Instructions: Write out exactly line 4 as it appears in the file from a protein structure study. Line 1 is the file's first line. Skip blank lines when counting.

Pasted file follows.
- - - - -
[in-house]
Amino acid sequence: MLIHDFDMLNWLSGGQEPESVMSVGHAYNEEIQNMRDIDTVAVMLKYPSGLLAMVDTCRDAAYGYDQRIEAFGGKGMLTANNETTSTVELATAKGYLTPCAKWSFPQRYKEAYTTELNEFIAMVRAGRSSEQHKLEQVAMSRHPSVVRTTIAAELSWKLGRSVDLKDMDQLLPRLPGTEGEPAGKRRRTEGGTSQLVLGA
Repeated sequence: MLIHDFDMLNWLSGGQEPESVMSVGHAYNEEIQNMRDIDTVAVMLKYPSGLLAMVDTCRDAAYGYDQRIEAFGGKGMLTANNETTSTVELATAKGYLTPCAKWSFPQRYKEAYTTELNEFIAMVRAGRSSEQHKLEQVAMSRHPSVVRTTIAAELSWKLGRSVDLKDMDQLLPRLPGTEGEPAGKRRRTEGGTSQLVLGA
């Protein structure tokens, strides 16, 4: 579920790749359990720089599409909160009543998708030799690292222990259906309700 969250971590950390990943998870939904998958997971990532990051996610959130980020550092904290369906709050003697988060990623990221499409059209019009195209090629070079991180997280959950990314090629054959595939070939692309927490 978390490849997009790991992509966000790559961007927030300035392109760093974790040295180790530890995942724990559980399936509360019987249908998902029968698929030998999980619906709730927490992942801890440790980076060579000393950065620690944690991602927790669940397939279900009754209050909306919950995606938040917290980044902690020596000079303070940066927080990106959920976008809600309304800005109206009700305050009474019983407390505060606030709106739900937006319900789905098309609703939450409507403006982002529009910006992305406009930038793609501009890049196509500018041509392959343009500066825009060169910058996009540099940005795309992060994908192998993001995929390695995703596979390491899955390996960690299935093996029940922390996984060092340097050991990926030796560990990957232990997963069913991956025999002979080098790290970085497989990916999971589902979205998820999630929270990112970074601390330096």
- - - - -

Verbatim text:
């Protein structure tokens, strides 16, 4: 579920790749359990720089599409909160009543998708030799690292222990259906309700 969250971590950390990943998870939904998958997971990532990051996610959130980020550092904290369906709050003697988060990623990221499409059209019009195209090629070079991180997280959950990314090629054959595939070939692309927490 978390490849997009790991992509966000790559961007927030300035392109760093974790040295180790530890995942724990559980399936509360019987249908998902029968698929030998999980619906709730927490992942801890440790980076060579000393950065620690944690991602927790669940397939279900009754209050909306919950995606938040917290980044902690020596000079303070940066927080990106959920976008809600309304800005109206009700305050009474019983407390505060606030709106739900937006319900789905098309609703939450409507403006982002529009910006992305406009930038793609501009890049196509500018041509392959343009500066825009060169910058996009540099940005795309992060994908192998993001995929390695995703596979390491899955390996960690299935093996029940922390996984060092340097050991990926030796560990990957232990997963069913991956025999002979080098790290970085497989990916999971589902979205998820999630929270990112970074601390330096």